Not-For-Profit vs. For-Profit
Choosing a Legal Structure

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This article is designed for social entrepreneurs struggling with the very fundamental question of whether their organization is not-for-profit, for-profit, or something else.


New Blended Legal Structures

Better World Books collects and sells books online in order to donate books and fund literacy initiatives worldwide. You might think they are a for-profit because they are running a business in which they sell products. You might think they are a nonprofit because their ultimate goal is to donate books and fund literacy.

Modern social entrepreneurs like Better World Books are blurring the lines between traditional for-profit and nonprofit organizations. In response, law makers have introduced new legal structures like B-Corporations, L3Cs, and Flexible Benefit Corporations. (Better World Books is a B-Corp.)

Navigating these new structures is never easy, which is why Harbor is happy to share the below diagram.

Click to download:

not-for-profit vs. for-profit

How to Decide

As you can see, the first step is to determine whether the organization is, ultimately and truly in its heart, a for-profit or a not-for-profit.

If the organization will not obtain 501(c) federal income tax exemption, don’t start a nonprofit. A nonprofit that does not obtain exemption simply doesn’t make sense because there are no owners to whom you can distribute profits..

To take it one step further, if your organization can obtain 501(c) tax exemption it probably should. The benefit of 501(c) is obvious – all the money saved on taxes can go back to furthering your cause. If your organization qualifies for exemption, use it to the advantage of your mission.

Use the following five tests to help you decide.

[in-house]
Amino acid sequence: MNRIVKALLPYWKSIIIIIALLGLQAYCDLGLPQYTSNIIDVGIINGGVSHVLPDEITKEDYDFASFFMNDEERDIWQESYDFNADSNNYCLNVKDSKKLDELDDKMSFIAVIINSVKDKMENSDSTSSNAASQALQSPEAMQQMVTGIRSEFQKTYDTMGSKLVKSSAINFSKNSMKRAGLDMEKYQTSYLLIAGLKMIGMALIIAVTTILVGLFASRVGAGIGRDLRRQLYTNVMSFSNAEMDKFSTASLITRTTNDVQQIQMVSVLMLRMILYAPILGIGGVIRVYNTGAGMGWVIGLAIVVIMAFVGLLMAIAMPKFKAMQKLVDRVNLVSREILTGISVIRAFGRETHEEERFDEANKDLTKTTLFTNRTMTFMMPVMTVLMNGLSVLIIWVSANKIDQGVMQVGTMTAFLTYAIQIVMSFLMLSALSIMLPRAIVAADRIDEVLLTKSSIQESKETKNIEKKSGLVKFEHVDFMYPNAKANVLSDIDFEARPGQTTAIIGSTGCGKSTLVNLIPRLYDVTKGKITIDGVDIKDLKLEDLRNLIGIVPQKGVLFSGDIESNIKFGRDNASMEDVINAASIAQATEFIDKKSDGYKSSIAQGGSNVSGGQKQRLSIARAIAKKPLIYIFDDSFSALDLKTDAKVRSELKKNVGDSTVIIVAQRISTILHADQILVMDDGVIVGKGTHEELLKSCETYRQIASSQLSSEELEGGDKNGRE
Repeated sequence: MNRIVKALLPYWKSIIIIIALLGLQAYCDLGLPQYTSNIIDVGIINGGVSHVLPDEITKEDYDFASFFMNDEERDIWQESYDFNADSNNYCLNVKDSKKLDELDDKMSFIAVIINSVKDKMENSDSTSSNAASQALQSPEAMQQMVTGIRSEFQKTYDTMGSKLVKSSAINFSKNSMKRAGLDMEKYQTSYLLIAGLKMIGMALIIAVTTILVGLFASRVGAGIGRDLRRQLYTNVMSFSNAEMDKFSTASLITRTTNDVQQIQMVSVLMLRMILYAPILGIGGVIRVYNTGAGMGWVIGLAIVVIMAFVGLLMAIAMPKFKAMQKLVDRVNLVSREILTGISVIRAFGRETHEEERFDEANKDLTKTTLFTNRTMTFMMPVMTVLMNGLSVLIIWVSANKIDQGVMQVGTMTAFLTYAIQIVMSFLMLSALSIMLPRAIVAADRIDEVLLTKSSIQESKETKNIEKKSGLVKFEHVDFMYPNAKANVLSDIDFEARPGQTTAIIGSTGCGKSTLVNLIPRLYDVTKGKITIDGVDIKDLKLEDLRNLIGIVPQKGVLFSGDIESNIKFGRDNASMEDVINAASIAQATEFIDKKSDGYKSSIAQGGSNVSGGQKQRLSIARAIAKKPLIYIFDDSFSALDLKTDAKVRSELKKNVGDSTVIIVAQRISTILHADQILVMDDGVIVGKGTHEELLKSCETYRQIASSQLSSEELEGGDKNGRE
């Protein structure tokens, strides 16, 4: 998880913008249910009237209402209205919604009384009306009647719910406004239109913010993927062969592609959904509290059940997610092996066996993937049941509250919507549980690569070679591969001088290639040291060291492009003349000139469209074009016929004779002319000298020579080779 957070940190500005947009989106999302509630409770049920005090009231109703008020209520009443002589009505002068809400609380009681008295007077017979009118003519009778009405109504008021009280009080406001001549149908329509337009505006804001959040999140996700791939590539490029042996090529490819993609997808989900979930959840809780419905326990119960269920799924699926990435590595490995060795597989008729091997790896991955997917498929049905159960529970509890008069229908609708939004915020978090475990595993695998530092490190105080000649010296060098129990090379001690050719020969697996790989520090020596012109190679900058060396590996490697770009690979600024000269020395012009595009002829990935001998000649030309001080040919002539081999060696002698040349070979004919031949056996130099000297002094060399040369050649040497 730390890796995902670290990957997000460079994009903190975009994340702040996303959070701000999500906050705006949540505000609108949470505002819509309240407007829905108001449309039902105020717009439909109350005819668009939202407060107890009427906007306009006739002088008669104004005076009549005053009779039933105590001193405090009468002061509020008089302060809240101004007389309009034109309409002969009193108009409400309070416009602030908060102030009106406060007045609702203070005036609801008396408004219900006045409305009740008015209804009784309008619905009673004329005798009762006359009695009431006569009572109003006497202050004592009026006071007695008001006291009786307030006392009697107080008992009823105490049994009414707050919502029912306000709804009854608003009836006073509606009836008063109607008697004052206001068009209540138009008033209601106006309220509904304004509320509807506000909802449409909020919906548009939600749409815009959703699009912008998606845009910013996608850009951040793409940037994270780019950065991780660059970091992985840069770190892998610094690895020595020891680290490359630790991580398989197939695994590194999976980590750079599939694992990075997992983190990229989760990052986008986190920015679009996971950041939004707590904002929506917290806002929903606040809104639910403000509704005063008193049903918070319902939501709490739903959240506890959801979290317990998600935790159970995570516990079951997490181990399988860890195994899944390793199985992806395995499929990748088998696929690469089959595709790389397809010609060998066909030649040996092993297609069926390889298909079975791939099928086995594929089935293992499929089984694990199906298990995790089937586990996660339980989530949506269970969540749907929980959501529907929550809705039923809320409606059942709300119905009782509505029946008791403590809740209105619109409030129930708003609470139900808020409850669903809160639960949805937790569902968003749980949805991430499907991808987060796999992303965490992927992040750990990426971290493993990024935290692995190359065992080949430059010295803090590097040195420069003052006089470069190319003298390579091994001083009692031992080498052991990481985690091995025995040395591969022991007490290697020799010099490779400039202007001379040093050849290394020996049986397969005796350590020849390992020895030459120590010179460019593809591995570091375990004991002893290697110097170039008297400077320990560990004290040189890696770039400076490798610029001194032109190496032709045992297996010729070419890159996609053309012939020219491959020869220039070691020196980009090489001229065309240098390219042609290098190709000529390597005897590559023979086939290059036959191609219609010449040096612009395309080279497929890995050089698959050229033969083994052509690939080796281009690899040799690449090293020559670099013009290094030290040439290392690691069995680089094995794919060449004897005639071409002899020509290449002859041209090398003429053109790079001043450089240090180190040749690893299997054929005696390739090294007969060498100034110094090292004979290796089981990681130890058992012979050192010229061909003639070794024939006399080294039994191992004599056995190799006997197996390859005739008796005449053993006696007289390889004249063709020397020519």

1. Primary purpose “smell test”
    Does the primary purpose of your organization align with a traditional 501(c) exemption – such as a charitable, religious, or educational purpose? See chart of nonprofit tax exemptions.
  2. Unrelated Business Income (UBI)
    Technically, 501(c)s are limited to conducting the exempt purpose stated in their formation documents. In practice, 501(c)s sometimes collect unrelated business income and pay taxes on this portion. If you start collecting too much UBI, you are at risk of losing your 501(c) status and owing back-taxes. The IRS decides this by conducting an “operational test” to consider if the nonprofit is being run in line with it’s exempt mission.
  3. Will you seek private funding and reward investors?
    Nonprofit 501(c)s primarily obtain funding from donations, grants, membership dues, and other tax-exempt income sources. For-profits attract shareholder-like investors and can obtain SBA-backed loans. Nonprofits never disburse profits to owners and investors; they are prohibited from private inurement.
  4. How much control do you want of the organization?
    Control in for-profit corporations is clearly in the hands of shareholders who vote their shares. A founder can keep control by holding 51% or more of outstanding shares. The founder of a non-profit should expect community-based decision-making by the board of directors.
  5. Personal pay-out
    As a social entrepreneur, how will you personally be compensated? A non-profit permits a “reasonable” salary. Along the same lines, what is your exit strategy? You cannot one day “sell” a nonprofit for a pay-out.

Still undecided? Some organizations create for-profit and non-profit entities in tandem. These can be structured in a parent-child or brother-sister arrangement.


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